As you may already know, I was an overweight child who ate way too much sugar and all the wrong types of fats.
Even though I eventually learned to eat healthier and maintain a steady weight through diet and exercise, achieving those markers of “good health” was harder than it needed to be.
That’s why I always stress the importance of nutrition… starting in early childhood.
But now, a recent mouse study suggests that childhood eating habits alter your gastrointestinal (GI) microbiome for life—even if you eat healthier later on.
And let me just say, if these results carry over to humans, it means poor nutrition in childhood could wreak havoc on your health in adulthood…
A lasting impact
First and foremost, the microbiome consists of bacteria, fungi, parasites, and viruses that live on and in a human or animal.
When you’re healthy, the good bacteria balance out the bad. They help to mobilize your immune system, in addition to breaking down food and synthesizing critical nutrients. But when this balance is disrupted—whether it’s with antibiotics or through an unhealthy diet—there’s a price to pay, in the form of any number of chronic diseases.
In this new study, researchers at the University of California, Riverside discovered a dramatic drop in both the number and diversity of gut bacteria among adult mice who ate an unhealthy diet as “children”.
When projecting these results onto actual human subjects, it would be the equivalent of human kids that grew up on a Standard American Diet (SAD) suffering from changes to their microbiome as long as six years after puberty.
But that’s not all…
The quantity of Muribaculum intestinale, in particular—a strain of bacteria linked to carbohydrate metabolism—was much lower in the mice raised on a SAD, whether or not they exercised. On the contrary, when mice ate their usual (healthy) diet AND had access to a running wheel, the population of Muribaculum increased. (Carbohydrate metabolism is crucial to good health, as it supplies your cells with energy from food.)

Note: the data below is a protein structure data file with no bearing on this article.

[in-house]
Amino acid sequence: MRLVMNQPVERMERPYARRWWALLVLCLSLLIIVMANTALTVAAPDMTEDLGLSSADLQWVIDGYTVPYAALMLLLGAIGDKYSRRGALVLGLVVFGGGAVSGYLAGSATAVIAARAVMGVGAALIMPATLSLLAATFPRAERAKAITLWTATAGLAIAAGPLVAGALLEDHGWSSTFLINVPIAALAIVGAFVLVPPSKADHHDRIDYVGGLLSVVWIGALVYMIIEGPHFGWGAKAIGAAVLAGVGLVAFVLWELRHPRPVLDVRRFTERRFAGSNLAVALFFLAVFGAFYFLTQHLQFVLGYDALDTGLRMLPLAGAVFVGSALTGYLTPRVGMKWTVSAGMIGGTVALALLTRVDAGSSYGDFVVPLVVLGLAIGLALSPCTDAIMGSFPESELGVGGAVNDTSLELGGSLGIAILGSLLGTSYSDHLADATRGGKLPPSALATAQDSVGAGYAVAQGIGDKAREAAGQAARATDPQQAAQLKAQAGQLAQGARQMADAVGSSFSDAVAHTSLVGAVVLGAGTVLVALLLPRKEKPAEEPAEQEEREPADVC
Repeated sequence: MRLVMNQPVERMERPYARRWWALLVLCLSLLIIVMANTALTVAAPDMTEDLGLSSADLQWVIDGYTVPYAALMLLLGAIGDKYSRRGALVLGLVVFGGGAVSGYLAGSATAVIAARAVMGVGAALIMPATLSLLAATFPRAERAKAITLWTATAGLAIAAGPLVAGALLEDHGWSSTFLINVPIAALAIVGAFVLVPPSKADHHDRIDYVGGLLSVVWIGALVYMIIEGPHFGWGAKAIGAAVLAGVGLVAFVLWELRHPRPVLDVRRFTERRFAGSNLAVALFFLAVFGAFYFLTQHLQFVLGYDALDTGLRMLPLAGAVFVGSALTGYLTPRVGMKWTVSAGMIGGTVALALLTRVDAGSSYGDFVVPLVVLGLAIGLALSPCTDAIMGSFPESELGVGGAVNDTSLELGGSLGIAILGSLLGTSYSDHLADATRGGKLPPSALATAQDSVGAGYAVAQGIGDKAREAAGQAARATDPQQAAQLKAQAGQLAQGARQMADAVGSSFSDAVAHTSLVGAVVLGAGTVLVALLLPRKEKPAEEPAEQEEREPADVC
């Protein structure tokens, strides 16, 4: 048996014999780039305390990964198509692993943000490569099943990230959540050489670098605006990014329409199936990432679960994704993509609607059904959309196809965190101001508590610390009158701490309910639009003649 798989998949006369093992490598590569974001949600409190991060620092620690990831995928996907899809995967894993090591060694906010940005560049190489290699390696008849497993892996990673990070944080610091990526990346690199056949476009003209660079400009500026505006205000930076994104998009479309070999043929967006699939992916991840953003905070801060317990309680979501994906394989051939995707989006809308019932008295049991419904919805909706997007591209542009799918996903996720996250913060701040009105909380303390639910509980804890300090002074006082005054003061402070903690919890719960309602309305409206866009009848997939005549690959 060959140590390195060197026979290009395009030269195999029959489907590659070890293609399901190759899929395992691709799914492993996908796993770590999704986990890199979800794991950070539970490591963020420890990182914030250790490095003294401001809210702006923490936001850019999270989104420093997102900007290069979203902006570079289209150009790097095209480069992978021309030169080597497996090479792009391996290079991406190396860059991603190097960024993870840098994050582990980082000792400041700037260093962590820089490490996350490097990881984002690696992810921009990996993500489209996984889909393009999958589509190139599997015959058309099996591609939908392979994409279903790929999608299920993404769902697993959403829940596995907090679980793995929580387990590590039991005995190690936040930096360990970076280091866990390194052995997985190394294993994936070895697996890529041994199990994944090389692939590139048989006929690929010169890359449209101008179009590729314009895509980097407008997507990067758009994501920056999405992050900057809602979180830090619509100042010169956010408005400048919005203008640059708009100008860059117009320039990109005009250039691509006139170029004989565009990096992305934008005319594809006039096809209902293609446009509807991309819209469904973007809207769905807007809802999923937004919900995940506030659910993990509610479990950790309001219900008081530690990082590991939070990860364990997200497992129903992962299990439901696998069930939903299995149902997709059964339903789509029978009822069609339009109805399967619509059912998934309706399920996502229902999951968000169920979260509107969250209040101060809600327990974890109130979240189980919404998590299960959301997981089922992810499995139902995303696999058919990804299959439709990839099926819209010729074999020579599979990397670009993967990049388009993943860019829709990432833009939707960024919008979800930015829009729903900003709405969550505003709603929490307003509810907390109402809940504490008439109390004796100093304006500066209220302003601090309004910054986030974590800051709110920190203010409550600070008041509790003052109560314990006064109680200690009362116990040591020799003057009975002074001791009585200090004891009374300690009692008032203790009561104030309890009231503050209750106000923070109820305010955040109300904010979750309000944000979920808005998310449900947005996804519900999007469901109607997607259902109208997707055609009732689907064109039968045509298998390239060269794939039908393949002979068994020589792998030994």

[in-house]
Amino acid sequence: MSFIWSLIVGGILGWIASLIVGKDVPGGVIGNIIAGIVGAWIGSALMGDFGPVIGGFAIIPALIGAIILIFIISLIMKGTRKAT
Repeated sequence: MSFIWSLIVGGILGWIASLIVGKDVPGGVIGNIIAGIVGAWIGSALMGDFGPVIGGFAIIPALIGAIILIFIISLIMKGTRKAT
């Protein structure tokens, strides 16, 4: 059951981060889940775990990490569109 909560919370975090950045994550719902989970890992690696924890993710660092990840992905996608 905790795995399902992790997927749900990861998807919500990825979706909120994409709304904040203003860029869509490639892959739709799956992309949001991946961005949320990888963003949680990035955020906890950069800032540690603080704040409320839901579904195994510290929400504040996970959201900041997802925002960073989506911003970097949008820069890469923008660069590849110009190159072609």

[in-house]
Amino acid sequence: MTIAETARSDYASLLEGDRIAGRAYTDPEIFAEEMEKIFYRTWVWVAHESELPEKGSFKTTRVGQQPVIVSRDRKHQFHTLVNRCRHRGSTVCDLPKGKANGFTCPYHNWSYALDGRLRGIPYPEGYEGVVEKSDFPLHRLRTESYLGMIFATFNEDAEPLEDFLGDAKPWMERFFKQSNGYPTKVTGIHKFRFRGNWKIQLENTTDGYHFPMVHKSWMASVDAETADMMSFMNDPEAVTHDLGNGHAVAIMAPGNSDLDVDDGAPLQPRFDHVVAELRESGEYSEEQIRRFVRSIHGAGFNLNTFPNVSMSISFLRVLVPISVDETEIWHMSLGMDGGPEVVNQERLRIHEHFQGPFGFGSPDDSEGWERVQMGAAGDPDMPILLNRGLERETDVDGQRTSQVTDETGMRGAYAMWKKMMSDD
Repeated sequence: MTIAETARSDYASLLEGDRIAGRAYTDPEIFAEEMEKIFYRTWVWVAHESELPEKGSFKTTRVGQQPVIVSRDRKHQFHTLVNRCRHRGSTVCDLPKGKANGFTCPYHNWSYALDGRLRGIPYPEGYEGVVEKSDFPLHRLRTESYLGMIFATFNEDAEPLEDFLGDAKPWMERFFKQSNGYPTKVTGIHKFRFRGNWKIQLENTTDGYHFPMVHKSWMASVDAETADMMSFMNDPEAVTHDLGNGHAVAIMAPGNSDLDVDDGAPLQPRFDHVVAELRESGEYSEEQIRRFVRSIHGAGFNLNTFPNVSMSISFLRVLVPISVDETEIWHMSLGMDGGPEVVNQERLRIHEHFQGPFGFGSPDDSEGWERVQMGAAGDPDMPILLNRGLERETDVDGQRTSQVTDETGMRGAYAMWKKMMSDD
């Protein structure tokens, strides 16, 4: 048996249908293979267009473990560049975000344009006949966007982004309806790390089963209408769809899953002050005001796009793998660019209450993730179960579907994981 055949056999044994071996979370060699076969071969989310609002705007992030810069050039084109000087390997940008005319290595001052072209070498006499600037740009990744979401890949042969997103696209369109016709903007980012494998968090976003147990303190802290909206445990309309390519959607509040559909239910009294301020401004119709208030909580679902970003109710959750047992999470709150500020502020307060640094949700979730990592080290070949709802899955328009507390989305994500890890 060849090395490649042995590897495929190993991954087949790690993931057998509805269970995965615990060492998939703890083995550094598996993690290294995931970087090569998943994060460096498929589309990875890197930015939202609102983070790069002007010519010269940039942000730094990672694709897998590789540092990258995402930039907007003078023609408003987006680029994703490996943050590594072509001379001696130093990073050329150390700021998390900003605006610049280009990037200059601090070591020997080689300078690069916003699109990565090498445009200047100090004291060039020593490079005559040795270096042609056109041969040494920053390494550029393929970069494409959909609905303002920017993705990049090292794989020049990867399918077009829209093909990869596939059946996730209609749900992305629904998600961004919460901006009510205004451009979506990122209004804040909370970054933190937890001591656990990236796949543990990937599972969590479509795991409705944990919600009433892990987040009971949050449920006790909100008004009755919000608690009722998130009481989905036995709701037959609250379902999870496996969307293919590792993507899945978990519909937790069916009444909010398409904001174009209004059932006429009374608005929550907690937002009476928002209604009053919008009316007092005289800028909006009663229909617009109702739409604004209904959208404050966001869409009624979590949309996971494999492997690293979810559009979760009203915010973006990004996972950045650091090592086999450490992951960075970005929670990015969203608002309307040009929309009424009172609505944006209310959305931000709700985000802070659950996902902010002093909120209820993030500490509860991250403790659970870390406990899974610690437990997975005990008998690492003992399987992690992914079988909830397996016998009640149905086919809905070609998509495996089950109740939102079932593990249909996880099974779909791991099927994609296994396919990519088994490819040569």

This just brings us back to two things I always recommend for good health: eating a healthy, balanced diet—and engaging in consistent exercise.
Childhood nutrition matters
At the end of the day, the researchers found that diet in early life was the most influential and enduring factor on the microbiome.
In other words, how you feed your kids (and grandkids) absolutely has a lifelong impact on their health—as I wrote about in my very first book, Feed Your Kids Well.
So, if you have any children in your life, I highly recommend taking this study seriously—and making appropriate, lasting changes. (After all, this isn’t the first time poor nutrition in childhood has been linked to long-term harm.)
But even if, like me, you were the one with the checkered nutritional past, take some heart in the fact that there are proactive steps that you can take to rehabilitate your own microbiome, starting TODAY.
In fact, I gave readers a comprehensive plan to do exactly that back in the March and April 2019 issues of my monthly newsletter, Logical Health Alternatives.
Subscribers have access to both of these life-altering issues—and more—in my archives. So if you haven’t yet, what are you waiting for? Click here to sign up today.
“Childhood diet has lifelong impact: Effects of unhealthy food followed young mice into adulthood.” Science Daily, 02/03/2021. (sciencedaily.com/releases/2021/02/210203090458.htm)